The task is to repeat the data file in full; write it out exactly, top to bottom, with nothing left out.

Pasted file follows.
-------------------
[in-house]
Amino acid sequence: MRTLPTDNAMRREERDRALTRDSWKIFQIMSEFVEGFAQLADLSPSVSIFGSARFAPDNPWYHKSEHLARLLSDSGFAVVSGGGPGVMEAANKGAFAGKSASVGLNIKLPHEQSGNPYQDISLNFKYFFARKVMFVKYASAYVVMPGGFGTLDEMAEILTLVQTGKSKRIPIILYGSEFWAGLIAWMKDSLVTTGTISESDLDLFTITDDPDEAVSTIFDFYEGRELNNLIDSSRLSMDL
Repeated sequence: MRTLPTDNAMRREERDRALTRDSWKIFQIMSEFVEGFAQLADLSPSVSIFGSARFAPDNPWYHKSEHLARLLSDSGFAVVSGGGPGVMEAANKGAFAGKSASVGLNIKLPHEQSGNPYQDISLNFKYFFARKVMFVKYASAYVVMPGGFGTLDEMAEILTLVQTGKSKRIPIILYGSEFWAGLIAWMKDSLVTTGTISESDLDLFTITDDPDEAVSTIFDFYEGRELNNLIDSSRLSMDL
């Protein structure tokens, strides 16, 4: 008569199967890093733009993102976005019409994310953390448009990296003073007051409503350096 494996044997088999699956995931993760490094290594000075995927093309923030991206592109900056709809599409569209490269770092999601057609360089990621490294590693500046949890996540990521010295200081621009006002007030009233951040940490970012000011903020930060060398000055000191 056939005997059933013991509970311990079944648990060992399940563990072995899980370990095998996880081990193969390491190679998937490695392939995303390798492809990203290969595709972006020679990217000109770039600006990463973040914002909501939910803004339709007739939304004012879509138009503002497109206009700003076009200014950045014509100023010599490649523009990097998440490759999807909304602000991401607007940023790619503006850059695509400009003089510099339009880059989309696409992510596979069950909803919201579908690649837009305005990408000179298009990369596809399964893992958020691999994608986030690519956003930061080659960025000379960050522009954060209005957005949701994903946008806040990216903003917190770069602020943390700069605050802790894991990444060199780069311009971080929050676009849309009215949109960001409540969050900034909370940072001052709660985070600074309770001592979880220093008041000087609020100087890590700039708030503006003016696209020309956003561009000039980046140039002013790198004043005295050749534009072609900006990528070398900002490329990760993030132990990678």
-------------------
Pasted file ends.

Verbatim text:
[in-house]
Amino acid sequence: MRTLPTDNAMRREERDRALTRDSWKIFQIMSEFVEGFAQLADLSPSVSIFGSARFAPDNPWYHKSEHLARLLSDSGFAVVSGGGPGVMEAANKGAFAGKSASVGLNIKLPHEQSGNPYQDISLNFKYFFARKVMFVKYASAYVVMPGGFGTLDEMAEILTLVQTGKSKRIPIILYGSEFWAGLIAWMKDSLVTTGTISESDLDLFTITDDPDEAVSTIFDFYEGRELNNLIDSSRLSMDL
Repeated sequence: MRTLPTDNAMRREERDRALTRDSWKIFQIMSEFVEGFAQLADLSPSVSIFGSARFAPDNPWYHKSEHLARLLSDSGFAVVSGGGPGVMEAANKGAFAGKSASVGLNIKLPHEQSGNPYQDISLNFKYFFARKVMFVKYASAYVVMPGGFGTLDEMAEILTLVQTGKSKRIPIILYGSEFWAGLIAWMKDSLVTTGTISESDLDLFTITDDPDEAVSTIFDFYEGRELNNLIDSSRLSMDL
């Protein structure tokens, strides 16, 4: 008569199967890093733009993102976005019409994310953390448009990296003073007051409503350096 494996044997088999699956995931993760490094290594000075995927093309923030991206592109900056709809599409569209490269770092999601057609360089990621490294590693500046949890996540990521010295200081621009006002007030009233951040940490970012000011903020930060060398000055000191 056939005997059933013991509970311990079944648990060992399940563990072995899980370990095998996880081990193969390491190679998937490695392939995303390798492809990203290969595709972006020679990217000109770039600006990463973040914002909501939910803004339709007739939304004012879509138009503002497109206009700003076009200014950045014509100023010599490649523009990097998440490759999807909304602000991401607007940023790619503006850059695509400009003089510099339009880059989309696409992510596979069950909803919201579908690649837009305005990408000179298009990369596809399964893992958020691999994608986030690519956003930061080659960025000379960050522009954060209005957005949701994903946008806040990216903003917190770069602020943390700069605050802790894991990444060199780069311009971080929050676009849309009215949109960001409540969050900034909370940072001052709660985070600074309770001592979880220093008041000087609020100087890590700039708030503006003016696209020309956003561009000039980046140039002013790198004043005295050749534009072609900006990528070398900002490329990760993030132990990678």